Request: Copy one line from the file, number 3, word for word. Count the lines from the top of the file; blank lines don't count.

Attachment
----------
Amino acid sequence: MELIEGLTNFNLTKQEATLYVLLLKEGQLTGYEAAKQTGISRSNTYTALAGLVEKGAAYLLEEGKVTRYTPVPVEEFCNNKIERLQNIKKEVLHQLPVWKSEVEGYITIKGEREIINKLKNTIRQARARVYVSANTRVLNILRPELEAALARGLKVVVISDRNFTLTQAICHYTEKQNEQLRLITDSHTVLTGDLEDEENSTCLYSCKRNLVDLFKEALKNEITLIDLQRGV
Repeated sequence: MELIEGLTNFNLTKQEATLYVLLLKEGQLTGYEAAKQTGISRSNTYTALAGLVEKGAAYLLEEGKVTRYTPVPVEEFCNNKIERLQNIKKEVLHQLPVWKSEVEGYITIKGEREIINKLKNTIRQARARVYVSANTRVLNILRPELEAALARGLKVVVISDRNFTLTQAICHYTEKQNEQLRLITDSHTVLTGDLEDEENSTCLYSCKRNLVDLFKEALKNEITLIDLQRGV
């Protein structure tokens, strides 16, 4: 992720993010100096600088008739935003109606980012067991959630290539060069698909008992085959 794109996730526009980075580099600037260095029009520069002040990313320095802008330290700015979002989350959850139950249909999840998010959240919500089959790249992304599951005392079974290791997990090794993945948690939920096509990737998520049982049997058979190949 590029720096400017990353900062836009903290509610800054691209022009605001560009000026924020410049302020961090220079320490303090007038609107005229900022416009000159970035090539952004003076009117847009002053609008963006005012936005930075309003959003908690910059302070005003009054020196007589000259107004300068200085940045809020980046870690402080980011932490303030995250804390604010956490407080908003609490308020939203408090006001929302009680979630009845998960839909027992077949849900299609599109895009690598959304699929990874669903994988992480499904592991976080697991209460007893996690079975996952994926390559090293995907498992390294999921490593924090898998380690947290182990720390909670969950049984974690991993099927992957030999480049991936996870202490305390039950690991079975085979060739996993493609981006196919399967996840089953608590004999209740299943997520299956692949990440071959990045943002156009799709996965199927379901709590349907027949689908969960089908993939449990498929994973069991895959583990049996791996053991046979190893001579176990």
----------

């Protein structure tokens, strides 16, 4: 992720993010100096600088008739935003109606980012067991959630290539060069698909008992085959 794109996730526009980075580099600037260095029009520069002040990313320095802008330290700015979002989350959850139950249909999840998010959240919500089959790249992304599951005392079974290791997990090794993945948690939920096509990737998520049982049997058979190949 590029720096400017990353900062836009903290509610800054691209022009605001560009000026924020410049302020961090220079320490303090007038609107005229900022416009000159970035090539952004003076009117847009002053609008963006005012936005930075309003959003908690910059302070005003009054020196007589000259107004300068200085940045809020980046870690402080980011932490303030995250804390604010956490407080908003609490308020939203408090006001929302009680979630009845998960839909027992077949849900299609599109895009690598959304699929990874669903994988992480499904592991976080697991209460007893996690079975996952994926390559090293995907498992390294999921490593924090898998380690947290182990720390909670969950049984974690991993099927992957030999480049991936996870202490305390039950690991079975085979060739996993493609981006196919399967996840089953608590004999209740299943997520299956692949990440071959990045943002156009799709996965199927379901709590349907027949689908969960089908993939449990498929994973069991895959583990049996791996053991046979190893001579176990």